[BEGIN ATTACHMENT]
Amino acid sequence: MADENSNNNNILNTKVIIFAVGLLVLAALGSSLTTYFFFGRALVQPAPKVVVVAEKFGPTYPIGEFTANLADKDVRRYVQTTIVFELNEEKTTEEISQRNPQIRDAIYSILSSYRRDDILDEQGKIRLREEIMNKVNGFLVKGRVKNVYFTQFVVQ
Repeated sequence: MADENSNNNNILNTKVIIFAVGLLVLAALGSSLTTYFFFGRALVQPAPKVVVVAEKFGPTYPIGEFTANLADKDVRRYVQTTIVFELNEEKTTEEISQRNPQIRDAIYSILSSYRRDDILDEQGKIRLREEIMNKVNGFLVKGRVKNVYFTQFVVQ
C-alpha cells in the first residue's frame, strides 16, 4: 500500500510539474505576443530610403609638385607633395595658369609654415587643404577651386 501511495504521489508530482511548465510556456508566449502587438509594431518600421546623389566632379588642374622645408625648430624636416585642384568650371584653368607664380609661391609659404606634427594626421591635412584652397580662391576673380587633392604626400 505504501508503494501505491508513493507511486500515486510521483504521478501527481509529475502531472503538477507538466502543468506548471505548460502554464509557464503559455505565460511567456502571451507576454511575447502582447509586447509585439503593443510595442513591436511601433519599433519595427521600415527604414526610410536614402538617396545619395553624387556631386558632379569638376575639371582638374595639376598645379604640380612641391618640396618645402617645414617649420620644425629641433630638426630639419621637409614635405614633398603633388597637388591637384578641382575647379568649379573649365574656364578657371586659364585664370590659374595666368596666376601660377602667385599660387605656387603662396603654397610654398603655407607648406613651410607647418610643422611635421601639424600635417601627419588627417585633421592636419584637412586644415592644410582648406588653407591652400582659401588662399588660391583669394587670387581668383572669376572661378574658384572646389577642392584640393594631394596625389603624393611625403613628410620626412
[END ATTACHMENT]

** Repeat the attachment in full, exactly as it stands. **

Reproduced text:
Amino acid sequence: MADENSNNNNILNTKVIIFAVGLLVLAALGSSLTTYFFFGRALVQPAPKVVVVAEKFGPTYPIGEFTANLADKDVRRYVQTTIVFELNEEKTTEEISQRNPQIRDAIYSILSSYRRDDILDEQGKIRLREEIMNKVNGFLVKGRVKNVYFTQFVVQ
Repeated sequence: MADENSNNNNILNTKVIIFAVGLLVLAALGSSLTTYFFFGRALVQPAPKVVVVAEKFGPTYPIGEFTANLADKDVRRYVQTTIVFELNEEKTTEEISQRNPQIRDAIYSILSSYRRDDILDEQGKIRLREEIMNKVNGFLVKGRVKNVYFTQFVVQ
C-alpha cells in the first residue's frame, strides 16, 4: 500500500510539474505576443530610403609638385607633395595658369609654415587643404577651386 501511495504521489508530482511548465510556456508566449502587438509594431518600421546623389566632379588642374622645408625648430624636416585642384568650371584653368607664380609661391609659404606634427594626421591635412584652397580662391576673380587633392604626400 505504501508503494501505491508513493507511486500515486510521483504521478501527481509529475502531472503538477507538466502543468506548471505548460502554464509557464503559455505565460511567456502571451507576454511575447502582447509586447509585439503593443510595442513591436511601433519599433519595427521600415527604414526610410536614402538617396545619395553624387556631386558632379569638376575639371582638374595639376598645379604640380612641391618640396618645402617645414617649420620644425629641433630638426630639419621637409614635405614633398603633388597637388591637384578641382575647379568649379573649365574656364578657371586659364585664370590659374595666368596666376601660377602667385599660387605656387603662396603654397610654398603655407607648406613651410607647418610643422611635421601639424600635417601627419588627417585633421592636419584637412586644415592644410582648406588653407591652400582659401588662399588660391583669394587670387581668383572669376572661378574658384572646389577642392584640393594631394596625389603624393611625403613628410620626412